‘Arcade Spirits’: The video game equivalent of a beach read

Christopher Byrd

THE WASHINGTON POST – For those who carry fond memories of basking in the backlit glow of arcade machines, Arcade Spirits will elicit some warm fuzzies.

This visual novel written by Stefan Gagne and Aenne Schumann is about the ups and downs of a staff working to keep a small-time arcade afloat.

The game, which was recently released on consoles, plays on nostalgic feelings with knowing references to game culture while speaking to the economic anxieties that underlie so much of modern life.

Arcade Spirits tells the story of Ari Cader, a 20-something (you can choose Ari’s pronouns at the start of the game) whose post-adolescent life has been marked by financial hardship.

Owing to an unstable upbringing – punctuated by frequent moves and her parents slide down the economic totem pole – Ari has adopted a philosophy of apathy. “Going with the flow” is the favoured catchphrase she uses to temper her ambitions and protect herself from disappointment. It’s also a way for her to come to terms with what she calls the “Cader family curse” – her notion of implacable destiny.

At the start of the game we find Ari, who has just lost another job, in the small apartment she shares with her friend Juniper. Eager to see Ari overcome her fatalistic despondency, Juniper advises her to download “Iris”, a digital assistant, to help with her job search. After securing her permission, Iris sifts through Ari’s personal data to gain a sense of her interests and motivations and recommends that she apply for a job at an arcade. As it happens, some of Ari’s favourite childhood memories – from before her parents’ fortunes took a nose-dive – were of sinking quarters into arcade machines with nary a concern for the future.

A scene from ‘Arcade Spirits’. PHOTO: PQUBE

Heeding Iris’ advice, Ari wanders over to the Funplex, a scrappy arcade situated along a strip mall. At the arcade, which was founded in the 1970s and is mostly a haven for retro games, she meets Francine, the Funplex’s octogenarian proprietor. Francine leads her through a gentile job interview – “If you were a dinosaur, what dinosaur would you be?” – and eventually offers her an entry-level job. Ari’s duties include watching over the establishment to make sure that customers are happy and not engaging in unruly behaviour as well as helping them to redeem tickets for cheap prizes. Francine tells her that while the Funplex can provide a steady paycheck, the employees who thrive there are those whose dreams align with working at an arcade. Over the rest of the game’s eight levels, the narrative explores the trade-offs that arise with following those dreams, where reality is capable of turning them to ash.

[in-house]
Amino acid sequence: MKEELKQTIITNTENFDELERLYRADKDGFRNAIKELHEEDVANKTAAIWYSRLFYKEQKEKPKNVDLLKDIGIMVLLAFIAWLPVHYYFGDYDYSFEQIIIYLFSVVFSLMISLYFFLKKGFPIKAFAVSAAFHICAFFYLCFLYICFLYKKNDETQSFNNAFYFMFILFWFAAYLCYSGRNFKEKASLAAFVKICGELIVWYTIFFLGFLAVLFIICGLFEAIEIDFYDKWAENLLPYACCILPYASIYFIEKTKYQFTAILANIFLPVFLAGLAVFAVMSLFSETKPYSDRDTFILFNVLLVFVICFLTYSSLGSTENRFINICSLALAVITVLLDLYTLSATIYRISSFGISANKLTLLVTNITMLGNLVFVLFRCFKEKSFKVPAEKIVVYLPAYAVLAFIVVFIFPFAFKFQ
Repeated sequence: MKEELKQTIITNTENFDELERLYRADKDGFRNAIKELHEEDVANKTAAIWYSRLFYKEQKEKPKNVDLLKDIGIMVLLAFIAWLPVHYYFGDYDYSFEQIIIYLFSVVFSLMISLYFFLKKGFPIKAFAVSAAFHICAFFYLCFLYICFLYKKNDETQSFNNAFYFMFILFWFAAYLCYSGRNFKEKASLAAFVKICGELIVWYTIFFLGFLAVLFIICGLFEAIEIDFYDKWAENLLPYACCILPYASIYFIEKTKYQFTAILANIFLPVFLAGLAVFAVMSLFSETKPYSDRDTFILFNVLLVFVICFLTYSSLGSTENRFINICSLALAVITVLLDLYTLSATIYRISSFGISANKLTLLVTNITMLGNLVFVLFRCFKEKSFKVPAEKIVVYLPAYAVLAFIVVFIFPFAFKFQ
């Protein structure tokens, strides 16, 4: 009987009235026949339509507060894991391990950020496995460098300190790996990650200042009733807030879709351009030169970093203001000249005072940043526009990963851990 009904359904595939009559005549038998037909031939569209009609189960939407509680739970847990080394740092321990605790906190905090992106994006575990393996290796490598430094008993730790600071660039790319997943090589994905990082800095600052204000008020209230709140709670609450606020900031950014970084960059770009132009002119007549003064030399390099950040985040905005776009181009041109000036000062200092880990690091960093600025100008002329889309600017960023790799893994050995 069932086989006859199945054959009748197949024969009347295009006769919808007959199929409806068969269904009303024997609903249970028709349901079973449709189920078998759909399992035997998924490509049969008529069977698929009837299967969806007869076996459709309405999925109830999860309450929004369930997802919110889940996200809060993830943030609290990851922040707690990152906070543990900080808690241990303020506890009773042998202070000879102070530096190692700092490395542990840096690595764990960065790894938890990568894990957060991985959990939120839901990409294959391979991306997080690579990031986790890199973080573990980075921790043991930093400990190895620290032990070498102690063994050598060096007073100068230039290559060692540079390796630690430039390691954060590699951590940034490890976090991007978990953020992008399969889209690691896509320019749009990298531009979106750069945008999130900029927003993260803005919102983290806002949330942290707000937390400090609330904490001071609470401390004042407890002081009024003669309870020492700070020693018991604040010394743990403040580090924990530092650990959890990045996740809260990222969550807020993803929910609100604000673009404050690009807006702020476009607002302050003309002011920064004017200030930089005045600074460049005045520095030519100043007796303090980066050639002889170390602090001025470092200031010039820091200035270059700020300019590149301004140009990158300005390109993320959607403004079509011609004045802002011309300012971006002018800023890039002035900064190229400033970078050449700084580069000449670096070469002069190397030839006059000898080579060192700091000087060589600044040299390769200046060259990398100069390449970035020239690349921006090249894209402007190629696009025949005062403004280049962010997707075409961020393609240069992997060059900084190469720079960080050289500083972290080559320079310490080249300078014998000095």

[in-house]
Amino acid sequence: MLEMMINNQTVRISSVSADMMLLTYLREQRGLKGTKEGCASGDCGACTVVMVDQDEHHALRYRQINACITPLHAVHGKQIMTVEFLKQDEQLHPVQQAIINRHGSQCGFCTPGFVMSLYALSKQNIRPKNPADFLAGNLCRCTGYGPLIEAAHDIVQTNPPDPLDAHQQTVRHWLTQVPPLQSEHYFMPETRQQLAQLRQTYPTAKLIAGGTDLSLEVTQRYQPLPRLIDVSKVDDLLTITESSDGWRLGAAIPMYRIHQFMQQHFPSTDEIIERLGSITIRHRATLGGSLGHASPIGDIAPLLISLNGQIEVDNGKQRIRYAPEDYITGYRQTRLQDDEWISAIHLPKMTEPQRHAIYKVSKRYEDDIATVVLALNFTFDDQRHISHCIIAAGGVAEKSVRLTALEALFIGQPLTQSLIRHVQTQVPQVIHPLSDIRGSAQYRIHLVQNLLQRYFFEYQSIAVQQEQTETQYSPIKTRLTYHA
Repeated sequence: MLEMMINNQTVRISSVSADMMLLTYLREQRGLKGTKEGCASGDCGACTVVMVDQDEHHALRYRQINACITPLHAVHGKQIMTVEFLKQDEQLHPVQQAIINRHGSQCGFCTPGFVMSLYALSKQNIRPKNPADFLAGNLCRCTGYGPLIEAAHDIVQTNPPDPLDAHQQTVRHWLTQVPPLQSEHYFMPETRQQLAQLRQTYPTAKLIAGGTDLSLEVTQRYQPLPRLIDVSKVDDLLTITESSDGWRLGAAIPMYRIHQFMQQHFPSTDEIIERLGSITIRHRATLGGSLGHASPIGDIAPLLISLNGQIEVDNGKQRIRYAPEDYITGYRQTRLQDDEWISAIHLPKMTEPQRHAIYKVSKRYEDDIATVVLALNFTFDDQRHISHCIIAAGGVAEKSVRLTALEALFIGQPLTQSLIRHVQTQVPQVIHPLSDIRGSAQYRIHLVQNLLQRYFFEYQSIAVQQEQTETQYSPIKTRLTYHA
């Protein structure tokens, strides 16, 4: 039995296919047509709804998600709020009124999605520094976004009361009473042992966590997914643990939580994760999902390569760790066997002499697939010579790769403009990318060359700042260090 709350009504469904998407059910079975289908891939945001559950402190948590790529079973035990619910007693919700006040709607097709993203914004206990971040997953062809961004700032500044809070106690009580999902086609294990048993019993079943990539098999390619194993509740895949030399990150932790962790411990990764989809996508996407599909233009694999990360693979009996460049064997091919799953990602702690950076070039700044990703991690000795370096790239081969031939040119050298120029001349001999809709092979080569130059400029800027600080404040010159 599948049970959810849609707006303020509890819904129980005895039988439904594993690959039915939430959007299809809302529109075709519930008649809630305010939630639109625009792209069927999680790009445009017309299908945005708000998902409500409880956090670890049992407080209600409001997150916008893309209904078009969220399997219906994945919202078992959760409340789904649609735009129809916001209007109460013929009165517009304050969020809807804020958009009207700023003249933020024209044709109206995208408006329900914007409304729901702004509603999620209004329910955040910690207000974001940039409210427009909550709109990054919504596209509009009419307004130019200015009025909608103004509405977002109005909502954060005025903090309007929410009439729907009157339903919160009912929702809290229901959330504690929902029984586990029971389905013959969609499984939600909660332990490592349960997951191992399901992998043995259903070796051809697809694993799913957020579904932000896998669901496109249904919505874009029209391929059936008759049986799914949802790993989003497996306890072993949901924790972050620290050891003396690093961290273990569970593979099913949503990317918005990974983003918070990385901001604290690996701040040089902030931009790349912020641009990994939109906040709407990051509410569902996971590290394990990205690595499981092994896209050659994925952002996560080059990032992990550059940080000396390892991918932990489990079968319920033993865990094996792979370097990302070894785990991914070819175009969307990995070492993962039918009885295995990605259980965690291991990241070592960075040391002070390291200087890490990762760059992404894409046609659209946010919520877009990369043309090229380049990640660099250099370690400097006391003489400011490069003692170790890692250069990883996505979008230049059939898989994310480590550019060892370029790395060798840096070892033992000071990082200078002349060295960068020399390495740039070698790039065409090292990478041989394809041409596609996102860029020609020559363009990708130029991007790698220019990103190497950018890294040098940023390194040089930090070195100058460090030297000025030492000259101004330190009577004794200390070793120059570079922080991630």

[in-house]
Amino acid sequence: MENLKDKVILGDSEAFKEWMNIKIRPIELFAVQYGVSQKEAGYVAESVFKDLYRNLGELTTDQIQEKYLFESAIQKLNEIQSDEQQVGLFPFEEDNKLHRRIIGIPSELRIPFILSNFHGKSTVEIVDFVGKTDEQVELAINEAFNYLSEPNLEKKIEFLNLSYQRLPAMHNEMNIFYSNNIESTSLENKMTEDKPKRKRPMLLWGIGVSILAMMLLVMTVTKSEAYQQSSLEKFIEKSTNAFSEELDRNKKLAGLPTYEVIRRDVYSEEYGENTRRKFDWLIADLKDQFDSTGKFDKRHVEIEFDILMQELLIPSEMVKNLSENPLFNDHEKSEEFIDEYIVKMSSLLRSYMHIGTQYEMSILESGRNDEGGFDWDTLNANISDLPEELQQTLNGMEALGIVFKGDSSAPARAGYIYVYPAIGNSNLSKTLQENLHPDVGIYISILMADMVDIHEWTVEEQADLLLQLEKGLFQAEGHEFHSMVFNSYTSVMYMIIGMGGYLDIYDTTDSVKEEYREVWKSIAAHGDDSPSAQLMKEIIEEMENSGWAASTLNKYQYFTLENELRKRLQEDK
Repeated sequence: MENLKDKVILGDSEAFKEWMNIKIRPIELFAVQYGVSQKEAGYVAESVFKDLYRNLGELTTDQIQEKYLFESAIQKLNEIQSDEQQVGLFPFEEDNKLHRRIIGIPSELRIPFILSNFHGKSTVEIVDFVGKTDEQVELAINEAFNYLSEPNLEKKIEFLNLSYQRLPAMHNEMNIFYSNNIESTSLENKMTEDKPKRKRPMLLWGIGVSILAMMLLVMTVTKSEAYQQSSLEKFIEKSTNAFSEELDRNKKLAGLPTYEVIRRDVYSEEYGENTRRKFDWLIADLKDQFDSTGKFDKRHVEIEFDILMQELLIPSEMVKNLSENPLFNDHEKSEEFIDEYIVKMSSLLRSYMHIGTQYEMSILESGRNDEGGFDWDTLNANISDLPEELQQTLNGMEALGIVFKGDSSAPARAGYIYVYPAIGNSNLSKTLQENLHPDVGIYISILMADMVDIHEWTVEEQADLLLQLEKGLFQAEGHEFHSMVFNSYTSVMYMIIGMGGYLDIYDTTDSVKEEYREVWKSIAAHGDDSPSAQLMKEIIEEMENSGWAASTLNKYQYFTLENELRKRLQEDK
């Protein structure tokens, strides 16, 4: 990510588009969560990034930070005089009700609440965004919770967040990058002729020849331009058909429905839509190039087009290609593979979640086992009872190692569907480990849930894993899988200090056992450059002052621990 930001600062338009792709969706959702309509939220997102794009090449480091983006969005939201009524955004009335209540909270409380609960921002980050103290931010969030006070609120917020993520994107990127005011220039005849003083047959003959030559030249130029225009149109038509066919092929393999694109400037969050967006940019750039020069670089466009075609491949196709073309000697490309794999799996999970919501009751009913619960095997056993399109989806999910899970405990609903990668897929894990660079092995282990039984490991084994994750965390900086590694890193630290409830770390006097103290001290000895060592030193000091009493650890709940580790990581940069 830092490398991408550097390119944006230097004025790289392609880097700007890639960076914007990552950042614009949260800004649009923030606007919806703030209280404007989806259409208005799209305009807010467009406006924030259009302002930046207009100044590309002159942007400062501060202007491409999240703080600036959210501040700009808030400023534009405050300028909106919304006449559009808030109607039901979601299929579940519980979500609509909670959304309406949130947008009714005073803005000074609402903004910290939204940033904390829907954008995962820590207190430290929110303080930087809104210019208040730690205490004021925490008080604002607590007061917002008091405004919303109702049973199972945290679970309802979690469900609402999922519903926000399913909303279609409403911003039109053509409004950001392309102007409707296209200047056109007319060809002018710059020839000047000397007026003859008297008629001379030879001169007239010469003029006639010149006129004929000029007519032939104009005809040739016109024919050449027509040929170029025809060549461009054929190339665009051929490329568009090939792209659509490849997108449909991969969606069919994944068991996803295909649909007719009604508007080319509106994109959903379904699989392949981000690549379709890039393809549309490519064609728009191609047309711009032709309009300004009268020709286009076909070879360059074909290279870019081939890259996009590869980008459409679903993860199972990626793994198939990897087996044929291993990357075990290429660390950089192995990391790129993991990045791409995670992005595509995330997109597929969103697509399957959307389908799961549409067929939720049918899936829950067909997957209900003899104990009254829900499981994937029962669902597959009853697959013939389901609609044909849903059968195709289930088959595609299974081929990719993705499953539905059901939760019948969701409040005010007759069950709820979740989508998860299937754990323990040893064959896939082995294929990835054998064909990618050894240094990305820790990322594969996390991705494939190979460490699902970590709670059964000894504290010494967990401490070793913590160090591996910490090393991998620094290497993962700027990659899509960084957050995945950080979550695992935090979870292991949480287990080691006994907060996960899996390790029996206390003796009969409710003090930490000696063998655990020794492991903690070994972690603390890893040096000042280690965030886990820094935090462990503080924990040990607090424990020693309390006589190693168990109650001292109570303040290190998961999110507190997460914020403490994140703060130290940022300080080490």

If players choose to help Ari fight for her dreams – at different points she can give up on them which ultimately results in a Game Over – they’ll encounter the diverse set of employees and enthusiasts whose lives converge around the arcade. Each of these characters has their own struggles. Gavin, the Funplex’s business manager, has a cold demeanour which belies his concern for his fellow employees. Naomi, the arcade’s technician who keeps the games running, is more at home with her soldering iron than with new people. Ashely, the Funplex’s other floor attendant and costumed mascot, is bubbly and artistic though uncomfortable in her own skin; she excels at cosplay. They, as well the Funplex’s regular patrons, can be romanced if one wishes.

As Ari takes on more responsibilities, Iris records her conversational choices and calculates which traits most exemplify her. Different conversation options are pegged to different character attributes such as gutsy, quirky, kindly, steady (prudent), and basically (as in basic – a person who sticks with the most pedestrian options.) Raising specific character attributes closes off some conversational branches, so the story invites multiple playthroughs.

Though the story moves around to different locations, many static images are numbingly repeated. The art style, unfortunately, is not strong enough to bear such repetition. The story, on the other hand, held my interest in part for its levity and willingness to look at some of the downsides of gaming, like toxic players. In different ways, Arcade Spirits also raises the question of whether the Funplex’s most devoted patrons would be better off if they spent less time gaming. Accordingly, there is a note of ambivalence in its overall celebration of game culture which adds a welcome counterpoint.

Arcade Spirits is the video game equivalent of a beach read. It is charming, relatable, and knows its audience.